The first machine was delivered to the University of Manchester. Ferranti had high hopes for further sales of the machine, and were happy when an order was placed by the Atomic Energy Research Establishment for delivery in autumn of 1952. However there was a change of government while the machine was being built, and all government contracts over ₤100,000 were cancelled outright. This left a partially completed Mark I sitting at Ferranti, and it was eventually purchased by the University of Toronto at "fire sale" prices. The UofT machine, nicknamed "FERUT", would go on to be widely used in business, engineering and academia.

After the first two machines a revised version of the design began being delivered. This was known as the Ferranti Mark I* or the Ferranti Star. The revisions mainly cleaned up the instruction set for better usability. Instead of the original mapping from holes to binary digits that resulted in the random-looking mapping, the new machines mapped digits to holes in order to produce a much simpler mapping, ø£½0@:$ABCDEFGHIJKLMNPQRSTUVWXYZ. Additionally several commands that used the index registers had side-effects that led to quirky programming, but these were modified to have no side-effects. Similarly, the original machines' JUMP instructions landed at a location "one before" the actual address, for reasons similar to the odd index behavior, but these proved useful only in theory and quite annoying in practice, and were similarly modified. Input/output was also modified, with 5-bit numbers being output least significant digit to the "right", as is typical for most numeric writing. These, among other changes, greatly improved the ease of programming the newer machines. At least seven of the Mark I* machines were delivered from 1951 to 1957. One of them was exported to Shell labs in Amsterdam.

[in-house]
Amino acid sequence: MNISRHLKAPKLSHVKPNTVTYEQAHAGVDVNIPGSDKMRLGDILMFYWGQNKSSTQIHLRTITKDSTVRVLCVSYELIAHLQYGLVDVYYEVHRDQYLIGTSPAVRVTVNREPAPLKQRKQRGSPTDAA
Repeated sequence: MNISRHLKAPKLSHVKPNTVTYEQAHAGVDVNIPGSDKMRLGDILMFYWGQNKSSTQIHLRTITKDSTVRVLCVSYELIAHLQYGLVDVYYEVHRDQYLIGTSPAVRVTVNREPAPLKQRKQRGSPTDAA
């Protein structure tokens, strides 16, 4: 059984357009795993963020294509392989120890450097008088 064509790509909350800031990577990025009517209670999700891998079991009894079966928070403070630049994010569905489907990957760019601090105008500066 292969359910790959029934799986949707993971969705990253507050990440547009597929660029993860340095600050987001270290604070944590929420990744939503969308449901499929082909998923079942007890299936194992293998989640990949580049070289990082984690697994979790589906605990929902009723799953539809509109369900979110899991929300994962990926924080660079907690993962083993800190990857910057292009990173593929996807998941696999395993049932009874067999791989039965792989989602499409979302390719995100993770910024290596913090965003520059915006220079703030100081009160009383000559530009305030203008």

Oldest recorded computer music

The earliest recording of a computer playing music is thought to be those played on a Ferranti Mark I at the University of Manchester. Recordings were made by the BBC in Autumn 1951 of the machine playing Baa Baa Black Sheep, God Save the King and part of In the Mood. It was not however the first computer to have played music - CSIRAC, Australia's first digital computer, achieved that with a rendition of Colonel Bogey. [cite news|title='Oldest' computer music unveiled |url=http://news.bbc.co.uk/1/hi/technology/7458479.stm|date=2008-06-17|accessdate=2008-06-18|work=BBC News Online|last=Fildes |first=Jonathan ]

References

External links

* [http://www.computer50.org/mark1/FM1.html Ferranti Mark I at Computer50]
* [http://www.dai.ed.ac.uk/homes/cam/fcomp.shtml Who Made the First Computer?]
* [http://alpha60.de/research/muc/ A simulator of the Ferranti Mark I, executing Christopher Strachey's Love letter algorithm from 1952]
* [http://www.xs4all.nl/~onnoz/miracle/ The Ferranti Mark I* that went to Shell labs in Amsterdam, Netherlands] (Dutch only)